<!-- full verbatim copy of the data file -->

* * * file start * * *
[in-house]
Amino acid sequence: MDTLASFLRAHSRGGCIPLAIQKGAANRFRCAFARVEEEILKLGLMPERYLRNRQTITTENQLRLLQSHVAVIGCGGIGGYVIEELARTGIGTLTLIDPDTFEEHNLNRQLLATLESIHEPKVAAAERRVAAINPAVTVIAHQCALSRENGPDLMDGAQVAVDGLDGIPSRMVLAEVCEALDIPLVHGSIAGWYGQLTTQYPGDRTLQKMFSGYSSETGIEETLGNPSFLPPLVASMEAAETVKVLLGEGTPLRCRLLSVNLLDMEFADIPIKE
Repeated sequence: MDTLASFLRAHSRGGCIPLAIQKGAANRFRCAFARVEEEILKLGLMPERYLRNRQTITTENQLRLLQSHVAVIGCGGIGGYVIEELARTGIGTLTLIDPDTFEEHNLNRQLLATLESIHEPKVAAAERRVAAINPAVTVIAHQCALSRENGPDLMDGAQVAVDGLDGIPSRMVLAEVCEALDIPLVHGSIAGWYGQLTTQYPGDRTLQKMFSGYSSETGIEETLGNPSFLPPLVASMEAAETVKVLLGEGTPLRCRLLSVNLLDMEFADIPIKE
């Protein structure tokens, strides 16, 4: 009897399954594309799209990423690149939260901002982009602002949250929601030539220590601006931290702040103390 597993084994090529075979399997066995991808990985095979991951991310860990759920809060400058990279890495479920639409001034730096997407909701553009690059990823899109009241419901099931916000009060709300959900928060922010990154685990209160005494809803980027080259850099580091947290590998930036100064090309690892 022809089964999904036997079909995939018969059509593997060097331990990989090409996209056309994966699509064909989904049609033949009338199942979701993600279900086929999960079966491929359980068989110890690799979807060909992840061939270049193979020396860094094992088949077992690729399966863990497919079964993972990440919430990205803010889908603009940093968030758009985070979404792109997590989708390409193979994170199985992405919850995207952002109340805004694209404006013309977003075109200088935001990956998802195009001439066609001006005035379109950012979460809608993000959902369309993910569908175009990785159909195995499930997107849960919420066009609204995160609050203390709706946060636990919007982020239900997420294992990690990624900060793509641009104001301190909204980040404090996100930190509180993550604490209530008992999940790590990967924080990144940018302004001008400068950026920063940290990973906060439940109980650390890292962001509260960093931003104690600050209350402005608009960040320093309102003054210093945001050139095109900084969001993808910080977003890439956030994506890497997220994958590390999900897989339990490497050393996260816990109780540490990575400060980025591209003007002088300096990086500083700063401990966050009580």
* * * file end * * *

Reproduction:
[in-house]
Amino acid sequence: MDTLASFLRAHSRGGCIPLAIQKGAANRFRCAFARVEEEILKLGLMPERYLRNRQTITTENQLRLLQSHVAVIGCGGIGGYVIEELARTGIGTLTLIDPDTFEEHNLNRQLLATLESIHEPKVAAAERRVAAINPAVTVIAHQCALSRENGPDLMDGAQVAVDGLDGIPSRMVLAEVCEALDIPLVHGSIAGWYGQLTTQYPGDRTLQKMFSGYSSETGIEETLGNPSFLPPLVASMEAAETVKVLLGEGTPLRCRLLSVNLLDMEFADIPIKE
Repeated sequence: MDTLASFLRAHSRGGCIPLAIQKGAANRFRCAFARVEEEILKLGLMPERYLRNRQTITTENQLRLLQSHVAVIGCGGIGGYVIEELARTGIGTLTLIDPDTFEEHNLNRQLLATLESIHEPKVAAAERRVAAINPAVTVIAHQCALSRENGPDLMDGAQVAVDGLDGIPSRMVLAEVCEALDIPLVHGSIAGWYGQLTTQYPGDRTLQKMFSGYSSETGIEETLGNPSFLPPLVASMEAAETVKVLLGEGTPLRCRLLSVNLLDMEFADIPIKE
């Protein structure tokens, strides 16, 4: 009897399954594309799209990423690149939260901002982009602002949250929601030539220590601006931290702040103390 597993084994090529075979399997066995991808990985095979991951991310860990759920809060400058990279890495479920639409001034730096997407909701553009690059990823899109009241419901099931916000009060709300959900928060922010990154685990209160005494809803980027080259850099580091947290590998930036100064090309690892 022809089964999904036997079909995939018969059509593997060097331990990989090409996209056309994966699509064909989904049609033949009338199942979701993600279900086929999960079966491929359980068989110890690799979807060909992840061939270049193979020396860094094992088949077992690729399966863990497919079964993972990440919430990205803010889908603009940093968030758009985070979404792109997590989708390409193979994170199985992405919850995207952002109340805004694209404006013309977003075109200088935001990956998802195009001439066609001006005035379109950012979460809608993000959902369309993910569908175009990785159909195995499930997107849960919420066009609204995160609050203390709706946060636990919007982020239900997420294992990690990624900060793509641009104001301190909204980040404090996100930190509180993550604490209530008992999940790590990967924080990144940018302004001008400068950026920063940290990973906060439940109980650390890292962001509260960093931003104690600050209350402005608009960040320093309102003054210093945001050139095109900084969001993808910080977003890439956030994506890497997220994958590390999900897989339990490497050393996260816990109780540490990575400060980025591209003007002088300096990086500083700063401990966050009580």